1-5 | 6-10 | 11-15 | 16-20
CHAPTER 1: "You have to learn how to die"
In the Wilco song “War on War” from Yankee Hotel Foxtrot, Jeff Tweedy sings, “You have to learn how to die, if you wanna wanna be alive.” For a shy small-town kid from the Midwest, to risk failure in the name of artistic expression is to contradict a lifetime's worth of social schooling. But the 34-year-old man who wrote "War on War" isn't that far removed from the 4th grader who brandished a cassette copy of Bruce Springsteen's "Born to Run" one day at school and informed his classmates that it was his creation. It was as if the kid wasn't challenging his classmates to believe so much as himself.
CHAPTER 2: "Speed became an end in itself"
The Primitives and punk rock arrive in Belleville, Ill., circa 1981-86. "I just went nuts," Jeff Tweedy says of the day he first saw his new friend Jay Farrar play Gang of Four’s “I Found That Essence Rare” at a junior high-school dance. "Danced like a freakin' idiot. Before that moment, I don't think I had ever seen a rock band live. … I was just completely blown away in awe --- in awe of Jay, in awe of his brothers, in awe of the idea that this could be happening, that I was part of their inner circle, in some way. They were just cool. Cooler than me. They were empowered in the way that I imagined myself to be empowered."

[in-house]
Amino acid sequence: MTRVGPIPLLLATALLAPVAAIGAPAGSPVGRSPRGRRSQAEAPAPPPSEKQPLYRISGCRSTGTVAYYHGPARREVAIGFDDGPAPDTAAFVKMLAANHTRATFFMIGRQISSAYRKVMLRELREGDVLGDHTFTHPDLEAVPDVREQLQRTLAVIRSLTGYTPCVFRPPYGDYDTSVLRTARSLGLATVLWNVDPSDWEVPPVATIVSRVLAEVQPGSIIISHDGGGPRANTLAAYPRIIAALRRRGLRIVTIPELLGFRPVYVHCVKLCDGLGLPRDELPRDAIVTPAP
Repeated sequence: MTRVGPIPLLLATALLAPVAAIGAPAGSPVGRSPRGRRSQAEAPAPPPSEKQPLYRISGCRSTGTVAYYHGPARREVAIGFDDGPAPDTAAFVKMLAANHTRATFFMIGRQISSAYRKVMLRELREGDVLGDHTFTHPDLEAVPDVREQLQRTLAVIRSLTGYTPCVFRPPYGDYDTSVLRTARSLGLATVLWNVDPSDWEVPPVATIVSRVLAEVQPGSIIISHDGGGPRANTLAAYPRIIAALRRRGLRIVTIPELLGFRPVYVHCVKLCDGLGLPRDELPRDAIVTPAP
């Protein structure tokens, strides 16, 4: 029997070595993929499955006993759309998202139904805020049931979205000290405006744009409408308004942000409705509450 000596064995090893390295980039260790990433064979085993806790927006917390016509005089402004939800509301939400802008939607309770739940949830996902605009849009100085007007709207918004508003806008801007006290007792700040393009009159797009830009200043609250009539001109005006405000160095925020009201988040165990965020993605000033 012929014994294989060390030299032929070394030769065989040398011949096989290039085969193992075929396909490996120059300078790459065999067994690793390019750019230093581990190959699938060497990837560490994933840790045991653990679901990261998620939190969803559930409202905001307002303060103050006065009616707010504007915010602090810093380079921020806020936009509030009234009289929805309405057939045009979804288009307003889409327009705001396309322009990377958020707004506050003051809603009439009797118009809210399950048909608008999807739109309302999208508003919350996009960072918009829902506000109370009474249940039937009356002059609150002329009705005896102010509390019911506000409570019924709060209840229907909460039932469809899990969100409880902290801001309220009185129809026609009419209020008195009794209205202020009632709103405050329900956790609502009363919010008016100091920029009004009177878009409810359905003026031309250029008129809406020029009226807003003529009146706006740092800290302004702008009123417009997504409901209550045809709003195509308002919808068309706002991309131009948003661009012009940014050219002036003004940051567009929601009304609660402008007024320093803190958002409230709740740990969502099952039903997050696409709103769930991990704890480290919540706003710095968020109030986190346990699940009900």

CHAPTER 3: “I got drunk and I fell down”
Uncle Tupelo Jeff Tweedy, Jay Farrar and Mike Heidorn --- find a home in a dank basement bar in St. Louis called Cicero’s, and then take the music as far as their broken-down van will allow. “They had charisma, even though they didn't move a lot on stage,” says Steve Scariano, a fan who was there from the beginning. “A lot of it had to do with being the 'anti' of every other thing that was happening in town. This is the only band we have that was ours, that wasn't slick. Back then, you know how [the Replacements' Paul] Westerberg was the coolest guy in the world? It was that kind of cool, a Replacements type thing."
CHAPTER 4: No Depression
On Uncle Tupelo's first album, No Depression, hardcore-punk polka beats share the same grimy dancefloor with waltzes and two-steps. The Carter Family shakes hands with Dinosaur Jr. It would prove to be Ground Zero of a musical movement --- alternative country --- and a striking first step for three young men from a place that, as far as the rest of the music world was concerned, might as well have been nowhere. The follow-up, Still Feel Gone, was a more ambitious affair, and contains Tweedy’s first great song, “Gun,” a turning point in the band’s evolution. “I knew it was no longer President Farrar and Vice President Tweedy anymore. It was co-CEOs from then on,” says the band’s longtime friend and confidante, Brian Henneman.
CHAPTER 5: “The loudest record we had ever made”
The timing was all wrong. Just as punk guitars were becoming acceptable again, thanks to Nirvana’s breakthrough success, Uncle Tupelo made the quietest album of its career. Working and living with R.E.M.’s Peter Buck in Athens, Ga., Uncle Tupelo turned March 16-20, 1992 into their all-acoustic tribute to pre-rock mountain-soul, folk and country. “We didn't care what anyone else thought,” Jay Farrar says. “We knew there was a contrary element to what we were doing, that we weren't part of the pack of bands that was coalescing into this grunge-rock phenomenon. I felt then and now that we were sticking our necks out for something that was important for us to do."